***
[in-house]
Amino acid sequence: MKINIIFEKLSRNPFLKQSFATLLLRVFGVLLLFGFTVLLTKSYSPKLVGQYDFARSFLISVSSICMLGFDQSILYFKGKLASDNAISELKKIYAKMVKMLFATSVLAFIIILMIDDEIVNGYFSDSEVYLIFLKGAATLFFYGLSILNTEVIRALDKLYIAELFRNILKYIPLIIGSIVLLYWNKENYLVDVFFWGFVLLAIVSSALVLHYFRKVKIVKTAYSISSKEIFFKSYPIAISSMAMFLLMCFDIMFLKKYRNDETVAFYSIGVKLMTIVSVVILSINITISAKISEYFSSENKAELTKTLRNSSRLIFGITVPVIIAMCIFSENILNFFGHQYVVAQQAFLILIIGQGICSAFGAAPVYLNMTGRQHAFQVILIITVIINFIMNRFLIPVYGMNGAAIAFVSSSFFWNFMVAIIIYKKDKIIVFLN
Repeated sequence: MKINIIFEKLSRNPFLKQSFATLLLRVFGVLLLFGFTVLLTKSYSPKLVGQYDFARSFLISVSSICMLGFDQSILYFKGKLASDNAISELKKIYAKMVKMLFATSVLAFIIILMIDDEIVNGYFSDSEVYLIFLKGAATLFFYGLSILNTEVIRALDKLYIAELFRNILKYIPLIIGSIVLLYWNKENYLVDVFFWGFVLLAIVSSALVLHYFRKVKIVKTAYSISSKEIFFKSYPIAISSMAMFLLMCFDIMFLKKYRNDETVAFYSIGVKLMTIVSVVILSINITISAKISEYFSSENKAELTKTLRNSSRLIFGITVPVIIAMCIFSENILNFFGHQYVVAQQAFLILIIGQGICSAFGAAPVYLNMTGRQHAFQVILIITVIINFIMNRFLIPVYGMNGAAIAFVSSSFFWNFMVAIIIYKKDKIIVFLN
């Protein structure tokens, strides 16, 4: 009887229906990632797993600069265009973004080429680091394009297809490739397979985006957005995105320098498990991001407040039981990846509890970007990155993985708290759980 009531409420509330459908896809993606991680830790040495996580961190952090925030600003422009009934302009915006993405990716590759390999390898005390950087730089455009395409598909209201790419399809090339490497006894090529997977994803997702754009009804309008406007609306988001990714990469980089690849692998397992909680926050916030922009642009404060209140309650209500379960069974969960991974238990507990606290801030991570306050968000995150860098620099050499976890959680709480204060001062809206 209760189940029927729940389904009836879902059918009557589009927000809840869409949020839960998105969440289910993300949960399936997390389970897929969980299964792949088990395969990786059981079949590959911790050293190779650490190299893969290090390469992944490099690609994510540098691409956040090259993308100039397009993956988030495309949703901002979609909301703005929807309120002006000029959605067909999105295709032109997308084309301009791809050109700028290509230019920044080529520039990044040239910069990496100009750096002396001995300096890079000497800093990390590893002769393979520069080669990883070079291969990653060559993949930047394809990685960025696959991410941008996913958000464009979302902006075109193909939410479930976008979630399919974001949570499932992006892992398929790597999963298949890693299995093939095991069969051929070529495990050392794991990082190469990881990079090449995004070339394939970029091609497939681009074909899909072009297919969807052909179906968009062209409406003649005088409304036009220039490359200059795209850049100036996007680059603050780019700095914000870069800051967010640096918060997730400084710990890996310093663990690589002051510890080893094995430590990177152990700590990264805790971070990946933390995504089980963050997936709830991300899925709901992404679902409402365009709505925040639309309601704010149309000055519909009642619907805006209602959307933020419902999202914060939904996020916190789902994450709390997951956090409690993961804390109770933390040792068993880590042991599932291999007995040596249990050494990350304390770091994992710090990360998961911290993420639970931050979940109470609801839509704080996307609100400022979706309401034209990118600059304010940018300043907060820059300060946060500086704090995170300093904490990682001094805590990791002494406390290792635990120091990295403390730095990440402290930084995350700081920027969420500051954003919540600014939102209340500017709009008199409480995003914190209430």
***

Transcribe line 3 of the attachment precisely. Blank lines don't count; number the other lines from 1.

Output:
Repeated sequence: MKINIIFEKLSRNPFLKQSFATLLLRVFGVLLLFGFTVLLTKSYSPKLVGQYDFARSFLISVSSICMLGFDQSILYFKGKLASDNAISELKKIYAKMVKMLFATSVLAFIIILMIDDEIVNGYFSDSEVYLIFLKGAATLFFYGLSILNTEVIRALDKLYIAELFRNILKYIPLIIGSIVLLYWNKENYLVDVFFWGFVLLAIVSSALVLHYFRKVKIVKTAYSISSKEIFFKSYPIAISSMAMFLLMCFDIMFLKKYRNDETVAFYSIGVKLMTIVSVVILSINITISAKISEYFSSENKAELTKTLRNSSRLIFGITVPVIIAMCIFSENILNFFGHQYVVAQQAFLILIIGQGICSAFGAAPVYLNMTGRQHAFQVILIITVIINFIMNRFLIPVYGMNGAAIAFVSSSFFWNFMVAIIIYKKDKIIVFLN